Unions and Safety on Jobs Controlled by Employers

The following tries to explain why unions do not adequately address the safety concerns of rank-and-file workers who work for an employer. Of course, safety conditions in non-unionized settings may be even worse, but we should not idealize unionized settings either. They are better than non-unionized settings, generally, but they remain inadequate since workers’ safety and well-being are sacrificed for the benefit of the particular employer as well as for the benefit of the class of employers.

From Tom Dwyer (1991), Life and Death at Work: Industrial Accidents as a Case of Socially Produced Error. (New York: Springer Science+Business Media), page 77:

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Getting Away with Murder and Bodily Assault: Employers and the Law

Steven Bittle, in his doctoral dissertation, Still Dying for a Living: Shaping Corporate Criminal Liability After the Westray Mine Disaster (Kingston, Ontario: Queen’s University argues the following (from page ii):

Overall, the dissertation suggests that the assumptions that animated Canada’s corporate criminal liability legislation and the meanings inscribed in its provisions throw serious doubt on its ability to hold corporations legally accountable for their harmful, anti-social acts. There is little reason to believe that the Westray bill will produce a crackdown on safety crimes, or seriously challenge corporations to address workplace injuries and death. While it will hold some corporations and corporate actors accountable – and thus far it has been the smallest and weakest – the primary causes of workplace injury and death (e.g., the tension between profit maximization and the costs of safety and the relative worth of workers/employees versus owners and investors) will continue.

The typical presentation of what is dangerous in our society is–crime. You merely have to look at the different tv shows (or Netflix shows) that have as their theme murder (one person or serial) compared to the number of shows that show how serious corporate actions lead to death and injury.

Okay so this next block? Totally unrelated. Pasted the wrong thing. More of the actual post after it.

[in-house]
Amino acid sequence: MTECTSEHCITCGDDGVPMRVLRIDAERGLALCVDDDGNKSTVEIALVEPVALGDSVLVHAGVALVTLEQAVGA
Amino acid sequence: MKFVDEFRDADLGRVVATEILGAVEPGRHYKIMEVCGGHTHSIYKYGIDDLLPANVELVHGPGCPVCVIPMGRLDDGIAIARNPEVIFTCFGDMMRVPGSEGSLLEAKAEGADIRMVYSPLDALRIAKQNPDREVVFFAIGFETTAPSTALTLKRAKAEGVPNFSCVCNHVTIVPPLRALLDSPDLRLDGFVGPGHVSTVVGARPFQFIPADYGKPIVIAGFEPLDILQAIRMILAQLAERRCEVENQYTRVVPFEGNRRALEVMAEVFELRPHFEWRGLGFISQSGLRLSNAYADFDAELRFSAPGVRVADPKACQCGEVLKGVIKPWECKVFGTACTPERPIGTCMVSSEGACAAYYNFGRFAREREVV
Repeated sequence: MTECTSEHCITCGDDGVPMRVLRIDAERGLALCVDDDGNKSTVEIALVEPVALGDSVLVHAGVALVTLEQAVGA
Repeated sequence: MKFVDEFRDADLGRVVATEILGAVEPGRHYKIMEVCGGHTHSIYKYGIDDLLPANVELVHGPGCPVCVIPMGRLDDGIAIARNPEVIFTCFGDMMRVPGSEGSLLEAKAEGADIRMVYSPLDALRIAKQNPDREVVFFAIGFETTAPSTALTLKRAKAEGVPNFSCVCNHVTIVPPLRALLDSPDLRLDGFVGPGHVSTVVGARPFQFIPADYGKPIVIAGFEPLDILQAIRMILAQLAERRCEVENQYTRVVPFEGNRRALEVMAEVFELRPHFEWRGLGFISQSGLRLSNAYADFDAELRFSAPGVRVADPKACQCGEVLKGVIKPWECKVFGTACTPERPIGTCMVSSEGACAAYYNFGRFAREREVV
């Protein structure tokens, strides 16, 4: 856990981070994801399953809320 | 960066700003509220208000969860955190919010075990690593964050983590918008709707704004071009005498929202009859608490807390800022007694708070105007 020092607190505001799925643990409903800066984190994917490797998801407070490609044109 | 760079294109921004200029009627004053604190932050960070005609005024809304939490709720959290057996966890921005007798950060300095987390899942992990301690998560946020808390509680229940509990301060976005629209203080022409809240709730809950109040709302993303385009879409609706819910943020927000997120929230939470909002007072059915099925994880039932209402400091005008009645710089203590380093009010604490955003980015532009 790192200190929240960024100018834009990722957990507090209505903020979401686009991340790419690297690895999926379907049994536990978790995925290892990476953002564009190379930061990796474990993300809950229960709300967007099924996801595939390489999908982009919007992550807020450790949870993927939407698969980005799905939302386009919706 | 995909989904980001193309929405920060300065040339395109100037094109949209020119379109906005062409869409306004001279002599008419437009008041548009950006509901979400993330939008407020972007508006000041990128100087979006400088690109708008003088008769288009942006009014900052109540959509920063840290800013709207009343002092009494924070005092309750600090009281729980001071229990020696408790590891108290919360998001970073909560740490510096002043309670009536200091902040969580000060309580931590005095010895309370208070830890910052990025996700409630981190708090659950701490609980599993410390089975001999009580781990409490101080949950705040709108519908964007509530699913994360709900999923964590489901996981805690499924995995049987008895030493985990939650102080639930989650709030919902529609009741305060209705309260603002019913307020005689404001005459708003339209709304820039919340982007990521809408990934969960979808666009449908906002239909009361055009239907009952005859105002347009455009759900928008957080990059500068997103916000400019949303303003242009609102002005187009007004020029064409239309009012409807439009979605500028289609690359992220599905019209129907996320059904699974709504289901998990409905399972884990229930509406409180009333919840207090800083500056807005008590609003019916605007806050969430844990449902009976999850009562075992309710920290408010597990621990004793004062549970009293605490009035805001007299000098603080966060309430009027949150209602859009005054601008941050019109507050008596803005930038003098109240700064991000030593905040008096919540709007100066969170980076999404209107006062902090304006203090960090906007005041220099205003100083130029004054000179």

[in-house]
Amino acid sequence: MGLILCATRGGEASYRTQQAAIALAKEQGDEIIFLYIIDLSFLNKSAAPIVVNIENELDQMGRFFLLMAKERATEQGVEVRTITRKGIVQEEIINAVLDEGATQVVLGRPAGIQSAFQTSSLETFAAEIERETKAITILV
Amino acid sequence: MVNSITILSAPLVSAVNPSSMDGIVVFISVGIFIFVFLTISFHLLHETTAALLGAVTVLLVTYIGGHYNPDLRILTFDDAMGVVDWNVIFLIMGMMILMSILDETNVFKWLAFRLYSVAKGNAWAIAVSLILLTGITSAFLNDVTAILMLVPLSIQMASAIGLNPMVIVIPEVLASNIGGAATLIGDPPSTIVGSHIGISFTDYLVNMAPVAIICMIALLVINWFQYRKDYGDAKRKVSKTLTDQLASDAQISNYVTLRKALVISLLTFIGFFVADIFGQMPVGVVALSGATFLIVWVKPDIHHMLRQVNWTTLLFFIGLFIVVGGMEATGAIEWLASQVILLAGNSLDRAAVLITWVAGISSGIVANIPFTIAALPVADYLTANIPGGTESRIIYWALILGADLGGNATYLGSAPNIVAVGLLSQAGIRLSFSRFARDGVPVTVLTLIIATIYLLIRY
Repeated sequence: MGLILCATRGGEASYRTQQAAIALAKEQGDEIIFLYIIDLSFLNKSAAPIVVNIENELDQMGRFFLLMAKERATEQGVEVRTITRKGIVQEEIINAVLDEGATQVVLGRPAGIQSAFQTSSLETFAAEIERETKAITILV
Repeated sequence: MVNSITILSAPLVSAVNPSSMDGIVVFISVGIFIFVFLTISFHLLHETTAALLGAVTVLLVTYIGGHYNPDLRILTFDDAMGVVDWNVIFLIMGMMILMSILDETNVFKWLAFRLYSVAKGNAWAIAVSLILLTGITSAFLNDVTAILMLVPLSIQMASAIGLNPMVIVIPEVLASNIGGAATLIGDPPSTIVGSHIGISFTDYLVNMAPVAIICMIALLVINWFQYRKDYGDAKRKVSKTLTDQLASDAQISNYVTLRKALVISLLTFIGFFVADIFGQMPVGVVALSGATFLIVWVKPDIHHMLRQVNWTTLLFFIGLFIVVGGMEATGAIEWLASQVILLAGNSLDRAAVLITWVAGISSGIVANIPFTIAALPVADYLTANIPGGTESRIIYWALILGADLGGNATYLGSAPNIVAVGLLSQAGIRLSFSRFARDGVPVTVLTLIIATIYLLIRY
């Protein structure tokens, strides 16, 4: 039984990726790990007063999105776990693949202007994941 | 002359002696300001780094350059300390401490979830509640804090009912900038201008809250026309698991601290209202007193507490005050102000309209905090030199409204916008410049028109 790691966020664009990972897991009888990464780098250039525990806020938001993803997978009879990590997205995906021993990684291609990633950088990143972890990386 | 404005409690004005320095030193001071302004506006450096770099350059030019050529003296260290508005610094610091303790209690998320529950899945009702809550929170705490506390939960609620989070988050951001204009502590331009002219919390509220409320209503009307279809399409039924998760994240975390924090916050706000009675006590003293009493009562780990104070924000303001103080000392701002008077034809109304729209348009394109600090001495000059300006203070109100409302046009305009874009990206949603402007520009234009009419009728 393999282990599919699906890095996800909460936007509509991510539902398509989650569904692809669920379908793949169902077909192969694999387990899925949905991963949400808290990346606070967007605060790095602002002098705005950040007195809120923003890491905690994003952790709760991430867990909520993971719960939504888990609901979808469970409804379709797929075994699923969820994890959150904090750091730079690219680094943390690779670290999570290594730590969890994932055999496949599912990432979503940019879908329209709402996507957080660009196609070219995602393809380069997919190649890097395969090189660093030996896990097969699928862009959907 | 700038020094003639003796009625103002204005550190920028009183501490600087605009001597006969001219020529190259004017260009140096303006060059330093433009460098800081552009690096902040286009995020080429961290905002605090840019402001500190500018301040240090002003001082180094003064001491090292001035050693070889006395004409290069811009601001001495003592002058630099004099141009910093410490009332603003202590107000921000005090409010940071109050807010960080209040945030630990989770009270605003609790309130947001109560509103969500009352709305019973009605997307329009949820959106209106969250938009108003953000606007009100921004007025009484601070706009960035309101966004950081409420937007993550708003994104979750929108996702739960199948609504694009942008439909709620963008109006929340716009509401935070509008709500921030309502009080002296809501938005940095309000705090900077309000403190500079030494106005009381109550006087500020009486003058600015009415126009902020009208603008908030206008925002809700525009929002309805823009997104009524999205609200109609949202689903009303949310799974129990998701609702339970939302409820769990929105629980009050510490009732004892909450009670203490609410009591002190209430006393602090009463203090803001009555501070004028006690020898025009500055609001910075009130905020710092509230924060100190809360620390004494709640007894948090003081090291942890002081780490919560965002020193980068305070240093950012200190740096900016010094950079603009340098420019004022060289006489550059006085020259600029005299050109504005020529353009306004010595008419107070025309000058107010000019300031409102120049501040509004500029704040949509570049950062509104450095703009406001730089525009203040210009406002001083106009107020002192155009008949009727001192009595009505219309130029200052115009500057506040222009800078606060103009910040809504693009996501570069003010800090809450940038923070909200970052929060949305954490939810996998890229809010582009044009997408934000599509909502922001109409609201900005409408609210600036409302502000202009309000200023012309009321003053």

However, this focus on individual crime and violence goes hand in hand with a lack of focus on social crime and social violence–the violence of a class of employers and the violence of the social structure that supports that class.

This lack of focus on the violence of the class of employers and the violence of the social structure is reflected in the social democratic left’s general attitude towards “accidents” at work. Undoubtedly, at particular work sites, and with particular union representatives, there is a sustained effort to reduce the possibility of injury and death. However, such efforts are inadequate because they do not address the systemic impact of the pursuit of profit on shifting the burden of danger towards workers (and, it should be said, consumers).

If the labour movement in general and the union movement in particular took seriously the violence perpetrated by the class of employers and the violence of the social structure that supports that class, would they not begin a movement for the abolition of the class of employers and the social structure that supports that class? Is there any such movement in Canada? Perhaps there is, but I am unaware of such a movement.

In a previous post, it was pointed out that about double the number of workers die each year on the job when compared to the number of murders in Canada (The Issue of Health and Safety in the Workplace Dominated by a Class of Employers) . Should this fact not be a constant topic of discussion for workers, for citizens, for permanent residents and for non-status immigrants?

What do you think of the health and safety of workers who work for an employer? Should it be a topic for constant discussion?